In 1953, after a 10 years of absence and prohibition, eight kenshi stepped into sonkyo for a new beginning of Japanese post-war kendo.
Just like the katana, the naginata conjures up many images of feudal Japan: the dedicated footsoldier, the heroic onna-bushi and also the devout warrior-monk to name, but a few. Whilst grounded in truth, these perceptions have warped our image of the naginata and its use perhaps more so than any other traditional Japanese weapon. To many the naginata and its accompanying ryu-ha are “feminine” or the sole domain of the warrior-monks. This is far from the case!
Like all previous winners of this contest, I felt shock and surprise when Tozando informed me that I was selected as the winner to travel to Kyoto, Japan. And yes, I pinched myself when I saw the email! All I could think about was how to take this opportunity and make it an experience not only to benefit my kendo but also my life. After all, this trip was a once in a life experience.
This article by Mihai Dutescu(Tozando 2019 Essay contest Winner) takes a look at the objectives of kendo and why we should embrace the difficulty that lies ahead on our chosen path. Kendo as a way of life is hard Choosing to practice kendo as a way of life as opposed Read More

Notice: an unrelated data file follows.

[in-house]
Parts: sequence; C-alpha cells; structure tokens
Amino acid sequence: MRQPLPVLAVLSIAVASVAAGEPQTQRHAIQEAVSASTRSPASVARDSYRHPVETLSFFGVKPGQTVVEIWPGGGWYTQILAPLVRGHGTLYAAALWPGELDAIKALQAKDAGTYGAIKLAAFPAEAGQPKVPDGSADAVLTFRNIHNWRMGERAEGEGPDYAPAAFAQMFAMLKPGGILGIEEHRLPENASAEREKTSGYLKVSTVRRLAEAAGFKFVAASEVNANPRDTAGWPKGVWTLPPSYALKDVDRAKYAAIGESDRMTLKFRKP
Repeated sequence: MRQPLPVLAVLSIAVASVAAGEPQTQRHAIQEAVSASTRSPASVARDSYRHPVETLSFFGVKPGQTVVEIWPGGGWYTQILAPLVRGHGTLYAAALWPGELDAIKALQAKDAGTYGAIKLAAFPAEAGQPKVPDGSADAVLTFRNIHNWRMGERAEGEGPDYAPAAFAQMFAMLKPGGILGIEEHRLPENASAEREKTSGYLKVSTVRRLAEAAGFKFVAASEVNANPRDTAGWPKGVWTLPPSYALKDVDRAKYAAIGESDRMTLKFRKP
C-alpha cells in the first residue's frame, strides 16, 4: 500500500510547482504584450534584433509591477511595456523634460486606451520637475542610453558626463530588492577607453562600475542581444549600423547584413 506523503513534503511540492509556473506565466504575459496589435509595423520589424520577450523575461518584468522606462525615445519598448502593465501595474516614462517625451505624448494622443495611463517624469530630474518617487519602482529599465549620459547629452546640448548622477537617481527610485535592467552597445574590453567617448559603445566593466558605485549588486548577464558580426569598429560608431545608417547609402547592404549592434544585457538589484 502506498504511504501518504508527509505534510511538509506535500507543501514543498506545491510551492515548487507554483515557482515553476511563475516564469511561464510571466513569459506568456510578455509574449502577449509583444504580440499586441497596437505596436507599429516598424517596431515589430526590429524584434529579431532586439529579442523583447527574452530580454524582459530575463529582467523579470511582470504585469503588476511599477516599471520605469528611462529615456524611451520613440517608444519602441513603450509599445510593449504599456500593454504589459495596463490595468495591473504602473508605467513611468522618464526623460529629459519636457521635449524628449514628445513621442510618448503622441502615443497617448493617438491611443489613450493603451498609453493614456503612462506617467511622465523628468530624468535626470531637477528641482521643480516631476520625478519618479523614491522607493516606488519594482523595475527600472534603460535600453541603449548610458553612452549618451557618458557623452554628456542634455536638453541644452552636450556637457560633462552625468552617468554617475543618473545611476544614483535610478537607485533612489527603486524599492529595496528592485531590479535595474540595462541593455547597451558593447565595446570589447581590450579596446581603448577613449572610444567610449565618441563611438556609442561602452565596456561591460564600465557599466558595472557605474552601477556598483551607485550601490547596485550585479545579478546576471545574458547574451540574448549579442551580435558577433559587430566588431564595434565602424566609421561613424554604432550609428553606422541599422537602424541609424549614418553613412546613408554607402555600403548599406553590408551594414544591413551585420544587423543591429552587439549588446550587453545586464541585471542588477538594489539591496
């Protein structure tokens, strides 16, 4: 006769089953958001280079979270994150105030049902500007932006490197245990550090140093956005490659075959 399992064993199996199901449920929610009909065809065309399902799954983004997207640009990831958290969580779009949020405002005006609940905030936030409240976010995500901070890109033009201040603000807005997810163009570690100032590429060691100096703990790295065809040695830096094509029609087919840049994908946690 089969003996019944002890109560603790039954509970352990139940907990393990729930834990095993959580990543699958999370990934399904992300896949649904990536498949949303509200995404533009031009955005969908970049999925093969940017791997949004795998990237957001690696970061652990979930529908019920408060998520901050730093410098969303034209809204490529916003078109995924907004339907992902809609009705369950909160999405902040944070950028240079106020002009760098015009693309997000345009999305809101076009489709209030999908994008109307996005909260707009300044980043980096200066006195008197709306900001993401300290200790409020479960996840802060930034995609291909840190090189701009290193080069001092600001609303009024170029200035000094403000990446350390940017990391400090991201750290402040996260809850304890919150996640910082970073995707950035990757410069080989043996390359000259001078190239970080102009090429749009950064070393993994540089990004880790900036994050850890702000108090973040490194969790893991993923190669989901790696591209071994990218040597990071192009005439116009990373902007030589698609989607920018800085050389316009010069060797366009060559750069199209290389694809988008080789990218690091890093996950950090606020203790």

This article by Tyler Duffield explores the interesting relationship between Japanese budo and the Olympics. The Olympics and Budo: a Questionable Mix With the coming inclusion of Karate in the 2020 Tokyo Games, it is timely to pause and think about the effect of Olympic inclusion on Judo, possible ramifications Read More
Nowadays, people usually eat three times a day, and we are strongly advised not to skip breakfast. By the Meiji era, the three-meal-a-day custom was already in place, but during the Sengoku period two meals a day was the norm. It was quite random, as sometimes there would only be Read More
Previously we have shared 4 articles introducing Japanese idioms that derive from the sword, for which we have received positive feedback as well as requests for more idiomatic expressions. Upon further research, we found plenty more. Here are 7 new idioms we would like to add to the list. Kitaeru Read More
The sharp point of a Japanese katana is called the “kissaki”. It is sometimes also called the “boshi” – hat, but boshi can refer to the kissaki itself or the hamon (temper pattern) that spills onto the kissaki. Kissaki is used more often to avoid this confusion, it is also Read More
There are all kinds of sports in our world, but a big difference between kendo and other sports is its approach towards “manners”. Many people have the image that if you take up kendo you will learn good manners. Why is kendo so strict when ti comes to enfocring etiquette? Read More